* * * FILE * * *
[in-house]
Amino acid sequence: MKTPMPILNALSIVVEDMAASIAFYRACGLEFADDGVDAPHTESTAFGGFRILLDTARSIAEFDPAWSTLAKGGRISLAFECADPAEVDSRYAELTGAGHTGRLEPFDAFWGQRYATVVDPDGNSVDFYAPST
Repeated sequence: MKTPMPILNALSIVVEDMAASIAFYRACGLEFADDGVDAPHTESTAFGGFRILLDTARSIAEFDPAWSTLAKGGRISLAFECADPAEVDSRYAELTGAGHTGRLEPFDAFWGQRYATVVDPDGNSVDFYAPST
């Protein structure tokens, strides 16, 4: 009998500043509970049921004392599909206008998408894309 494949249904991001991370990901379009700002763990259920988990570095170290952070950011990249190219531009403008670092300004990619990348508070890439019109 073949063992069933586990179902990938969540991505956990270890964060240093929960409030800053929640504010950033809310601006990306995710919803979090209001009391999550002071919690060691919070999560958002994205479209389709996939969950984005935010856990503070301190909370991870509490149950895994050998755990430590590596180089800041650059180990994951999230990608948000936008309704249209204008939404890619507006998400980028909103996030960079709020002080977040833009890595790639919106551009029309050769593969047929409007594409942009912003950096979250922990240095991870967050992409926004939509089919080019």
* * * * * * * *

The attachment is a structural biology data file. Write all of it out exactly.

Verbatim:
[in-house]
Amino acid sequence: MKTPMPILNALSIVVEDMAASIAFYRACGLEFADDGVDAPHTESTAFGGFRILLDTARSIAEFDPAWSTLAKGGRISLAFECADPAEVDSRYAELTGAGHTGRLEPFDAFWGQRYATVVDPDGNSVDFYAPST
Repeated sequence: MKTPMPILNALSIVVEDMAASIAFYRACGLEFADDGVDAPHTESTAFGGFRILLDTARSIAEFDPAWSTLAKGGRISLAFECADPAEVDSRYAELTGAGHTGRLEPFDAFWGQRYATVVDPDGNSVDFYAPST
């Protein structure tokens, strides 16, 4: 009998500043509970049921004392599909206008998408894309 494949249904991001991370990901379009700002763990259920988990570095170290952070950011990249190219531009403008670092300004990619990348508070890439019109 073949063992069933586990179902990938969540991505956990270890964060240093929960409030800053929640504010950033809310601006990306995710919803979090209001009391999550002071919690060691919070999560958002994205479209389709996939969950984005935010856990503070301190909370991870509490149950895994050998755990430590590596180089800041650059180990994951999230990608948000936008309704249209204008939404890619507006998400980028909103996030960079709020002080977040833009890595790639919106551009029309050769593969047929409007594409942009912003950096979250922990240095991870967050992409926004939509089919080019």